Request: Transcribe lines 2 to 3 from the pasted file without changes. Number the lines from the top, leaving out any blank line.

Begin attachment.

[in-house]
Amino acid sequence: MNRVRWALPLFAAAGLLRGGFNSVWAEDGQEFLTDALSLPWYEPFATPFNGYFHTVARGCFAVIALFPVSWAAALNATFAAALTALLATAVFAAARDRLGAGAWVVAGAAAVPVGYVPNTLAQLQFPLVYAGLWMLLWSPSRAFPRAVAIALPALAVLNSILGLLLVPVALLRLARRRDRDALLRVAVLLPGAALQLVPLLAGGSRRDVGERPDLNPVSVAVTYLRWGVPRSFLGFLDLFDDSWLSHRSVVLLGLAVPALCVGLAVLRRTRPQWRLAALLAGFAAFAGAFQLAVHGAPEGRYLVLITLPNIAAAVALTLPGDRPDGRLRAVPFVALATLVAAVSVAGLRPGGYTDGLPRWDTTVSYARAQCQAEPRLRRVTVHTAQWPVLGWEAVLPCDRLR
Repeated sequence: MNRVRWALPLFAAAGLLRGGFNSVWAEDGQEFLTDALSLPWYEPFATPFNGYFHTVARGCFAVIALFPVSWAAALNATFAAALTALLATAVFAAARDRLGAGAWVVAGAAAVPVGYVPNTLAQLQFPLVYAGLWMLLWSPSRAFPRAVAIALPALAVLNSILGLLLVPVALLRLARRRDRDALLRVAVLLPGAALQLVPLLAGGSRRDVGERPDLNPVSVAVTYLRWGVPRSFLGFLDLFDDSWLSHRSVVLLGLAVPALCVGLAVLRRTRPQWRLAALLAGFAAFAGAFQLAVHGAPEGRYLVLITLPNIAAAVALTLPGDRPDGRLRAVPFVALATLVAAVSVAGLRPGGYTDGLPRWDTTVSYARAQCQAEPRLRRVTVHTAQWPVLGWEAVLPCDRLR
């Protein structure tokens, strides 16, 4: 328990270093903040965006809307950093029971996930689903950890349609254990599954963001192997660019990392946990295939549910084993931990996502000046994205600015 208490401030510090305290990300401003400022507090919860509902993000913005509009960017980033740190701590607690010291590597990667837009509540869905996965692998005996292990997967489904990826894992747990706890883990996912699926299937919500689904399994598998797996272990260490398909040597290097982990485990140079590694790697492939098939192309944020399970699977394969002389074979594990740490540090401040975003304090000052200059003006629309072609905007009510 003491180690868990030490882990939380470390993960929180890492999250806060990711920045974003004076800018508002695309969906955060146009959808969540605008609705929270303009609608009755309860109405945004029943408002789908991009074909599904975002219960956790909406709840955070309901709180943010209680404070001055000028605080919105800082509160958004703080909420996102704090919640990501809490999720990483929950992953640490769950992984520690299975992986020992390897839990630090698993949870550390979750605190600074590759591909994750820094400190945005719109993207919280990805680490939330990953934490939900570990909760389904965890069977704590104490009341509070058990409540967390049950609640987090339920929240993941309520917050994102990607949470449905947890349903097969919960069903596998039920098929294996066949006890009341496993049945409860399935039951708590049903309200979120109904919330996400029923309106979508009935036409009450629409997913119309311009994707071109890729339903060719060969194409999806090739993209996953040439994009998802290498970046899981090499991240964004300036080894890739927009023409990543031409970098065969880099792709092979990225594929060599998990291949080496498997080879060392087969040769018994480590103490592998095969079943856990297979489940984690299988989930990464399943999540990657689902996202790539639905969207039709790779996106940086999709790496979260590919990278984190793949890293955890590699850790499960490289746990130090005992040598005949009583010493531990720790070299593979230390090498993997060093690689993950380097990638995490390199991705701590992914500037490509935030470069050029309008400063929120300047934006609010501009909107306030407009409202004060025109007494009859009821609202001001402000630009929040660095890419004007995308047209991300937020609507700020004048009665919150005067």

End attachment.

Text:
Amino acid sequence: MNRVRWALPLFAAAGLLRGGFNSVWAEDGQEFLTDALSLPWYEPFATPFNGYFHTVARGCFAVIALFPVSWAAALNATFAAALTALLATAVFAAARDRLGAGAWVVAGAAAVPVGYVPNTLAQLQFPLVYAGLWMLLWSPSRAFPRAVAIALPALAVLNSILGLLLVPVALLRLARRRDRDALLRVAVLLPGAALQLVPLLAGGSRRDVGERPDLNPVSVAVTYLRWGVPRSFLGFLDLFDDSWLSHRSVVLLGLAVPALCVGLAVLRRTRPQWRLAALLAGFAAFAGAFQLAVHGAPEGRYLVLITLPNIAAAVALTLPGDRPDGRLRAVPFVALATLVAAVSVAGLRPGGYTDGLPRWDTTVSYARAQCQAEPRLRRVTVHTAQWPVLGWEAVLPCDRLR
Repeated sequence: MNRVRWALPLFAAAGLLRGGFNSVWAEDGQEFLTDALSLPWYEPFATPFNGYFHTVARGCFAVIALFPVSWAAALNATFAAALTALLATAVFAAARDRLGAGAWVVAGAAAVPVGYVPNTLAQLQFPLVYAGLWMLLWSPSRAFPRAVAIALPALAVLNSILGLLLVPVALLRLARRRDRDALLRVAVLLPGAALQLVPLLAGGSRRDVGERPDLNPVSVAVTYLRWGVPRSFLGFLDLFDDSWLSHRSVVLLGLAVPALCVGLAVLRRTRPQWRLAALLAGFAAFAGAFQLAVHGAPEGRYLVLITLPNIAAAVALTLPGDRPDGRLRAVPFVALATLVAAVSVAGLRPGGYTDGLPRWDTTVSYARAQCQAEPRLRRVTVHTAQWPVLGWEAVLPCDRLR